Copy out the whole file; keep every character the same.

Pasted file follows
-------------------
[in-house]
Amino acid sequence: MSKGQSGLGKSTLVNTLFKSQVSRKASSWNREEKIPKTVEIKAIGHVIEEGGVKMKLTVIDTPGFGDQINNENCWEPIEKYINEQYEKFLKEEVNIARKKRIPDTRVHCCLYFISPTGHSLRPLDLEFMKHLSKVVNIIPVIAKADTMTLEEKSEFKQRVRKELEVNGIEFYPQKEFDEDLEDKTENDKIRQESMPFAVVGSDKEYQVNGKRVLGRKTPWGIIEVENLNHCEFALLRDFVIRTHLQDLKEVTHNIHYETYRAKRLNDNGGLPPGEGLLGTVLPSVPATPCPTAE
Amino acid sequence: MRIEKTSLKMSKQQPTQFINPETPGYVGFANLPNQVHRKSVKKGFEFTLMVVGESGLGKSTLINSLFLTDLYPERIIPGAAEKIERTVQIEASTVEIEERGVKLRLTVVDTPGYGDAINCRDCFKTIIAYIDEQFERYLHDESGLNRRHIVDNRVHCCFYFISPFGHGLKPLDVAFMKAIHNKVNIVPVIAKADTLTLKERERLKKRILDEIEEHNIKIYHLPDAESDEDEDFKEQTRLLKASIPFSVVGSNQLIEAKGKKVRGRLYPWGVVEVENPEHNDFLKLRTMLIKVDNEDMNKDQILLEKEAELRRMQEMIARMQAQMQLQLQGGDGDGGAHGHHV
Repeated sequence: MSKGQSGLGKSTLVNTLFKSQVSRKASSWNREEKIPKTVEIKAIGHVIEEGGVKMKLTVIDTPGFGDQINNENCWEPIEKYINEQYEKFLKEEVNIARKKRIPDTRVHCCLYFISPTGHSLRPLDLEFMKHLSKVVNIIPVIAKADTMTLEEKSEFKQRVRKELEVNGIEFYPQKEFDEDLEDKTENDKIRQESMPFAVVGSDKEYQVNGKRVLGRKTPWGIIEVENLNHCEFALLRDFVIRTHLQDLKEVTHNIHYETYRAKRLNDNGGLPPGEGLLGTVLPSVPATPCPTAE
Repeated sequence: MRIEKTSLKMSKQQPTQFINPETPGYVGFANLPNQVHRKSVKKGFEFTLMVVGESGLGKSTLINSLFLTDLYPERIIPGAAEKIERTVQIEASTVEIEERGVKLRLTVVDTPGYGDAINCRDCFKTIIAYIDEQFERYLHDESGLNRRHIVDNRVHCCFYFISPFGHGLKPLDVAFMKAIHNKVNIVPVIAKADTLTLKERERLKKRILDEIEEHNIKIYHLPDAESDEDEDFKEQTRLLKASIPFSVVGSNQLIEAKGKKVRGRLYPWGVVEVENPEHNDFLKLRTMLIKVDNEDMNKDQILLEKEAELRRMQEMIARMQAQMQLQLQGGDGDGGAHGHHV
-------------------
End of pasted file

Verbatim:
[in-house]
Amino acid sequence: MSKGQSGLGKSTLVNTLFKSQVSRKASSWNREEKIPKTVEIKAIGHVIEEGGVKMKLTVIDTPGFGDQINNENCWEPIEKYINEQYEKFLKEEVNIARKKRIPDTRVHCCLYFISPTGHSLRPLDLEFMKHLSKVVNIIPVIAKADTMTLEEKSEFKQRVRKELEVNGIEFYPQKEFDEDLEDKTENDKIRQESMPFAVVGSDKEYQVNGKRVLGRKTPWGIIEVENLNHCEFALLRDFVIRTHLQDLKEVTHNIHYETYRAKRLNDNGGLPPGEGLLGTVLPSVPATPCPTAE
Amino acid sequence: MRIEKTSLKMSKQQPTQFINPETPGYVGFANLPNQVHRKSVKKGFEFTLMVVGESGLGKSTLINSLFLTDLYPERIIPGAAEKIERTVQIEASTVEIEERGVKLRLTVVDTPGYGDAINCRDCFKTIIAYIDEQFERYLHDESGLNRRHIVDNRVHCCFYFISPFGHGLKPLDVAFMKAIHNKVNIVPVIAKADTLTLKERERLKKRILDEIEEHNIKIYHLPDAESDEDEDFKEQTRLLKASIPFSVVGSNQLIEAKGKKVRGRLYPWGVVEVENPEHNDFLKLRTMLIKVDNEDMNKDQILLEKEAELRRMQEMIARMQAQMQLQLQGGDGDGGAHGHHV
Repeated sequence: MSKGQSGLGKSTLVNTLFKSQVSRKASSWNREEKIPKTVEIKAIGHVIEEGGVKMKLTVIDTPGFGDQINNENCWEPIEKYINEQYEKFLKEEVNIARKKRIPDTRVHCCLYFISPTGHSLRPLDLEFMKHLSKVVNIIPVIAKADTMTLEEKSEFKQRVRKELEVNGIEFYPQKEFDEDLEDKTENDKIRQESMPFAVVGSDKEYQVNGKRVLGRKTPWGIIEVENLNHCEFALLRDFVIRTHLQDLKEVTHNIHYETYRAKRLNDNGGLPPGEGLLGTVLPSVPATPCPTAE
Repeated sequence: MRIEKTSLKMSKQQPTQFINPETPGYVGFANLPNQVHRKSVKKGFEFTLMVVGESGLGKSTLINSLFLTDLYPERIIPGAAEKIERTVQIEASTVEIEERGVKLRLTVVDTPGYGDAINCRDCFKTIIAYIDEQFERYLHDESGLNRRHIVDNRVHCCFYFISPFGHGLKPLDVAFMKAIHNKVNIVPVIAKADTLTLKERERLKKRILDEIEEHNIKIYHLPDAESDEDEDFKEQTRLLKASIPFSVVGSNQLIEAKGKKVRGRLYPWGVVEVENPEHNDFLKLRTMLIKVDNEDMNKDQILLEKEAELRRMQEMIARMQAQMQLQLQGGDGDGGAHGHHV